A parallel situation prevailed in India nearly half a century ago. After Independence, Buddhism became the undeclared religion of the ruling elite. Jawahar Lal Nehru carried pictures of Gautam Buddha in the folders he carried, whenever he went on a foreign tour. A fellow Kashmiri, Dr Kailash Nath Katju, Governor of West Bengal (later Home Minister at the Centre), once carried the physical remains of Maha Moglana and Sari Puttar, the two prominent disciples of Buddha, on his head through the streets of Kolkata. Ahimsa was the pet refrain of their speeches, from both the public and private platforms. This obsession with ahimsa had a demoralising effect on the morale of the Indian army. The same army that had won nearly two dozen Victoria Crosses for its bravery during the Second World War, could no longer capture even a dead Chinese in the 1962 conflict with China.

The famous 4th Indian Army Division (Kitehawk), which during the Second World War fought in North Africa against General Rommel and later at Monte Casino on the European mainland and won two Victoria Crosses, cut a sorry figure when posted to defend the Se La Pass, at the commanding height of 16,000 feet. When the Pass was occupied by the Chinese, the Western press interpreted it as a staggering blow to the Indian army. Ahimsa lay raped by the invading hordes. “Nehru was pale and tired,” observed Tunku Abdul Rehman, the then Malaysian Prime Minister who was on a visit to India at that time. It was no fault of the Jawans as the fault lay with the political mindset nurtured by blind adherence to ahimsa under which the soldiers were starved of equipment, training, clothing and motivation. The question that arises is: How can you motivate the fighting forces to action by harping on ahimsa?

Humiliation was so great that Pandit Nehru never left India on a foreign tour after that debacle, which was the result of over-emphasis on ahimsa just for 15 long years. It should not be difficult to mentally visualise the scenario that would have existed in the distant past when blind following of ahimsa was preached in India, day in and day out for centuries, from both the pulpit and the throne.

At one time, Tibet was a military power. “Once they had imposed their authority on the intervening tribes, the Tibetans pressed on into China itself and in a.d. 635 their young king Song-tsen-Gampo demanded and eventually received a Chinese princess as his bride.” (Tibet & its History by H.E. Richardson, pp. 28-29, 1962). But as the influence of Lamaism grew, Tibet regressed into primitivism. And just recall where it was in March 1959? Look at Burma (modern-day Myanmar) with its insular society where Buddhism is still the State religion. This country is conspicuous by its absence at all international fora. Dr. S. Radhakrishnan wrote that Buddhism could not withstand the ferocity of Muslim invasion and thus vanished from India.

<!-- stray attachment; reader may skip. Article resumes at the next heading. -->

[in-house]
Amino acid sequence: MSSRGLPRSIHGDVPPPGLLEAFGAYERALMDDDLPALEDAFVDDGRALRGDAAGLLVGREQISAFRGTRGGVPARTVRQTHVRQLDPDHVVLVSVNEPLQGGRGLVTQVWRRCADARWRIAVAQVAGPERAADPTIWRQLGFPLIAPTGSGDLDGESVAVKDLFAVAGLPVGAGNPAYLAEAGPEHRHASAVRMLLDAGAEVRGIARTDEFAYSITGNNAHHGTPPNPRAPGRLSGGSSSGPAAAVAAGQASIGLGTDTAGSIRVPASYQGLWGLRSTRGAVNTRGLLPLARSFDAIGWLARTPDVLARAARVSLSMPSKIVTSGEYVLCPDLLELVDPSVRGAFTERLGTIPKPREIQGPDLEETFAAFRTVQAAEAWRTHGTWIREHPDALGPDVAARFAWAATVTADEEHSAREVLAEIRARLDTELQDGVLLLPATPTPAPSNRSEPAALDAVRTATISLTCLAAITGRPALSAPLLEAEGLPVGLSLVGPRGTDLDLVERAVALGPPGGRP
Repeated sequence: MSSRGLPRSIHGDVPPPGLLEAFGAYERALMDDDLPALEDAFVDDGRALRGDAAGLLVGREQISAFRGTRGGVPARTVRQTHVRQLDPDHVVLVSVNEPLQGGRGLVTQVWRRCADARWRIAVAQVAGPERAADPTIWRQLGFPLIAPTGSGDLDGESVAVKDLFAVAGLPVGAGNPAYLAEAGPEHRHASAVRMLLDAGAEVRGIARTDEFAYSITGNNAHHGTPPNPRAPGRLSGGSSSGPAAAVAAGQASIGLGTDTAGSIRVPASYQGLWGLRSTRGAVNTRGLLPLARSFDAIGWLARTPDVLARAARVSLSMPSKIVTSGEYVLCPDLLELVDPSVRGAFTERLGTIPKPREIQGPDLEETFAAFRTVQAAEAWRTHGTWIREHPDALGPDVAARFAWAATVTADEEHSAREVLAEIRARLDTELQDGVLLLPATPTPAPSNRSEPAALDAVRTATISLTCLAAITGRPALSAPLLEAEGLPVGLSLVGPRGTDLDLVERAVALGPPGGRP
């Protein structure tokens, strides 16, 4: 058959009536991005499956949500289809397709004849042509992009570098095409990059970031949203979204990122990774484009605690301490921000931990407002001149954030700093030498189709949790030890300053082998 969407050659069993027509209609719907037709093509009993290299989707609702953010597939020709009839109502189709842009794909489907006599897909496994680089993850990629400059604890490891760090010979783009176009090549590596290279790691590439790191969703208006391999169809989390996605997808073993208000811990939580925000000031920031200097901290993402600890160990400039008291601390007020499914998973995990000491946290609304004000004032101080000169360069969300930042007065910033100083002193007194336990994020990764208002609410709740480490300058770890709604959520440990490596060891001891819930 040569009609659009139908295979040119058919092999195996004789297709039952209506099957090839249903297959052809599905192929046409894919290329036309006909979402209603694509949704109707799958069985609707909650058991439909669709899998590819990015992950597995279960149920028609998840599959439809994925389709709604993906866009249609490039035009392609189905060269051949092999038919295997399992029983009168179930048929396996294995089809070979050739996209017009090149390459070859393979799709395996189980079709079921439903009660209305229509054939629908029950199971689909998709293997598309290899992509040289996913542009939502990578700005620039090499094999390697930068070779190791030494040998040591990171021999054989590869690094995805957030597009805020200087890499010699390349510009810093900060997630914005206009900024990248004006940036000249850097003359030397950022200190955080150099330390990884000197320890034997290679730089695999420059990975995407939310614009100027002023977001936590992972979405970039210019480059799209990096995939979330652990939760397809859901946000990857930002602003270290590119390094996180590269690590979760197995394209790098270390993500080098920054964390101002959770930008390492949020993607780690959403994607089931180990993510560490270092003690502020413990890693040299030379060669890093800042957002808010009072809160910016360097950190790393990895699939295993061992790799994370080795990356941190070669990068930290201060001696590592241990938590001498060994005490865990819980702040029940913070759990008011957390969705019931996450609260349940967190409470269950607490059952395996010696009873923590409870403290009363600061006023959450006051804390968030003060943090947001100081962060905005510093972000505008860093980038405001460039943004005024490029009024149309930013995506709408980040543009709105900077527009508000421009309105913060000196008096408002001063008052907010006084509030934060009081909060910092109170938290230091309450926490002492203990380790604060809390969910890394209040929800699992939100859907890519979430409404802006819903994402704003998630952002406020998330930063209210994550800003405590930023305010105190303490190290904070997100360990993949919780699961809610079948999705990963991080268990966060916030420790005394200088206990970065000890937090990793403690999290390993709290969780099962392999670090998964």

Swami Vivekananda wrote that some Buddhist monasteries in India had about one hundred thousand monks. When brain power and muscle power had taken to the monastic order, only weaklings were left for the progeny to defence. At Nalanda, 30,000 Buddhists were slaughtered by one of the Khiljis, literature burnt and university razed to the ground. In fact, all the existing universities were destroyed by foreign invaders; and during the Muslim period, not even one university was raised.

* Indifference to the downfall of a sister State. When Sind fell, it did not bother any other state in India. When Maharaja Anang Paul’s elephant went out of control and ran away from the battlefield and Lahore fell, no other state took note of that. When Delhi fell, Jai Chand was happy. The following year it was his own turn to fall.

b) Jai Chand, King of Kanauj, in order to take revenge for abduction of his daughter from the royal court at the time of her swayamvar, invited the invader from Afghanistan to attack Delhi.

c) The mighty Vijayanagaram empire fell as a result of treachery by its two Muslim chiefs, each in charge of 70,000-80,000 men, who turned their faces against their own king, thus tilting the balance in favour of the invader (see A History of South India by K.A. Nilkanta Sastrim, 1976, pp. 294, 295).

d) Rani Jindan of Maharaja Ranjit Singh sent sacks full of mustard seeds instead of gun-powder to the front and thus the Sikhs lost the battle to the British.

* Discarding State ethics whilst dealing with the enemy and replacing it with religious ethics. State ethics (rajniti) consist of sam (to win) over the enemy by sweet talk), daam (use of money), dand (use of force or inflicting punishment) and bhed (dividing the enemy ranks). Prithiviraj Chauhan discarded all these and made forgiveness the cornerstone of his foreign policy towards the foreign invader. The invader launched 18 invasions on India; 17 times, he was defeated, captured but pardoned and let free every time. On the 18th invasion, Prithviraj lost and he was never pardoned. Had Prithviraj at the time of second invasion used dand ensuring the elimination of the enemy once and for all, the course of Indian history would have been altogether different.